I’ve worked in advertising as a copywriter for over 15 years, and this is an expression that comes up all the time. When a creative team gets so wrapped up in every nuance about a particular product (typically what the client says is important), that they often fail to realize that the outside world, the people they’re trying to sell this product to, could care less about most of the things they’re obsessing about.
A trend I’m seeing is that writers are getting caught up in a social media vacuum. Where they think that the only world that exists, and the only opinions that matter, are the ones swirling around them online. It happens to me...so I know it happens to other people. You start believing what you read about other people’s books, about your own books, about the success and failures of those around you. But if you were to instead, turn away from your computer and walk out your front door and ask anyone else about the things that are influencing you so negatively, they’ll likely say they’ve never heard of any of it.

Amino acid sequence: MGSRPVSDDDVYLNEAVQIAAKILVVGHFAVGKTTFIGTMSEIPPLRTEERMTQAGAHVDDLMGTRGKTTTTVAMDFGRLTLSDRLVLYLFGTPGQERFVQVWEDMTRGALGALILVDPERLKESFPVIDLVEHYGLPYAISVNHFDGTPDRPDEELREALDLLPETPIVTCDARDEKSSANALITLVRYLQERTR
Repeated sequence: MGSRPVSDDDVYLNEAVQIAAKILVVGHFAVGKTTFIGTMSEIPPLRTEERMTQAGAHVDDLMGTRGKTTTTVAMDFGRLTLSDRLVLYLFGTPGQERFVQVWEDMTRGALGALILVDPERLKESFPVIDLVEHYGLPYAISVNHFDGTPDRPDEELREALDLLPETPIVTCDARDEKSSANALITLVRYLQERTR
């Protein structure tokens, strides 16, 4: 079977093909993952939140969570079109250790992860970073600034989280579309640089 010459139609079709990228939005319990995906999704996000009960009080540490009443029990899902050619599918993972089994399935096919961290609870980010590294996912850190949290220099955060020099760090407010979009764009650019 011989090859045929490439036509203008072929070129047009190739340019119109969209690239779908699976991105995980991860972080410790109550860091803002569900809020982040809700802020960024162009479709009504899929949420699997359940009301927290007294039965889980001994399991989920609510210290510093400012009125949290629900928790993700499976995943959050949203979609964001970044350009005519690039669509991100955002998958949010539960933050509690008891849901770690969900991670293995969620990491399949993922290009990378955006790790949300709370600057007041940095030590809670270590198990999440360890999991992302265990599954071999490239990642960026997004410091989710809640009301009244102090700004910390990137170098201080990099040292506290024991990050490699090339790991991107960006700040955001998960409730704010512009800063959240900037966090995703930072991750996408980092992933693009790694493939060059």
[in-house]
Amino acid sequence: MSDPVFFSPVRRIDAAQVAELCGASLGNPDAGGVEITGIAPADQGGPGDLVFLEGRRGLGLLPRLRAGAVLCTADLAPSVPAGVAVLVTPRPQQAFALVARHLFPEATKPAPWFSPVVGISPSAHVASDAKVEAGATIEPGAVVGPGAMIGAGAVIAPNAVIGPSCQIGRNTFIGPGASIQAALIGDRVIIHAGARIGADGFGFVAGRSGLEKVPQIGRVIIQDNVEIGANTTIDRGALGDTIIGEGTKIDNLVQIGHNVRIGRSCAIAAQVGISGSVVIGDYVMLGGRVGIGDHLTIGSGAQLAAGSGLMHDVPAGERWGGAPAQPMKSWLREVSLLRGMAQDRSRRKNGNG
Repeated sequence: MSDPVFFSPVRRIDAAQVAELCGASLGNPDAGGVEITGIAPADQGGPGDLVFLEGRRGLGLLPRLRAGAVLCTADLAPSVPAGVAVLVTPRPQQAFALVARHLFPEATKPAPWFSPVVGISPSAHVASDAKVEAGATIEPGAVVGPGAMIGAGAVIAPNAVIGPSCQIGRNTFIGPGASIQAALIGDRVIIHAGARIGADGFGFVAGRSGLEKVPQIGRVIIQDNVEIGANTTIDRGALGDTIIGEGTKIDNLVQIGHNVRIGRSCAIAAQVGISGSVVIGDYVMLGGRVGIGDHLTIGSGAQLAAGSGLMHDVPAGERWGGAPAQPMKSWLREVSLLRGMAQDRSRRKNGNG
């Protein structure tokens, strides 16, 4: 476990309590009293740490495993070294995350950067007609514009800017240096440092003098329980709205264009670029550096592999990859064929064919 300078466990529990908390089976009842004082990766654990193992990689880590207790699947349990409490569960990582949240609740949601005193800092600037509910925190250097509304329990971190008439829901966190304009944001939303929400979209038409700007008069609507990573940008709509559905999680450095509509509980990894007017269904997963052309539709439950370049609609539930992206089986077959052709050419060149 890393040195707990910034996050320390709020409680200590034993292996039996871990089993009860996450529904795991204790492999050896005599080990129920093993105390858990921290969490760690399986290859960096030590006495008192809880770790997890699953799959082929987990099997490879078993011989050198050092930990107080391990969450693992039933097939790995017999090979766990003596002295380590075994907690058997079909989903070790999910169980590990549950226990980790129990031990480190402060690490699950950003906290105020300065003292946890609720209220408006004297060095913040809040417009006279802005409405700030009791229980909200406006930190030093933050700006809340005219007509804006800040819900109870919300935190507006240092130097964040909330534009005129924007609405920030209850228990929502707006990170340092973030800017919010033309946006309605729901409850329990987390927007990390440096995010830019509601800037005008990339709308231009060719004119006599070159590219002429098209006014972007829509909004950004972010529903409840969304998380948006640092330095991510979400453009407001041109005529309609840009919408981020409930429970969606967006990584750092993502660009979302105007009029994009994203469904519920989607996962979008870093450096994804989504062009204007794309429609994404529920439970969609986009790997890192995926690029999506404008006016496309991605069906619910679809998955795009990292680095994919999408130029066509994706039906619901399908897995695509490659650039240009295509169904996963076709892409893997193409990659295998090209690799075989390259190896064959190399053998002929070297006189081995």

The woman at the grocery. The mother of your child’s friend. Your cousin’s book club. They read, and they’d love your book! And no, they’re not familiar with ANY of the people or things you’re obsessing about on Facebook or Instagram. Nor do they care.
My point is…it’s so easy to get sucked up inside this vacuum. Where you tend to care about only what exists on social media. Where you begin to accept cyber opinions of yourself as gospel. People who’ve never met you, will never meet you, and will certainly never care about you, are influencing your writing…not to mention your daily mood.
Don’t let it happen. I guarantee you it isn’t worth it.
If you are a writer, then write. Yes, social media is a huge part of the publishing process. It’s critical to marketing “you”, but it shouldn’t define you.
The online world you live in, as vast and important as it may seem, is an infinitesimal part of the real world. And if you want longevity in this business, then you’re going to need people in the real world to care about your books too.
Empty that dusty, suffocating vacuum and focus on what matters.
Maybe get yourself a broom instead?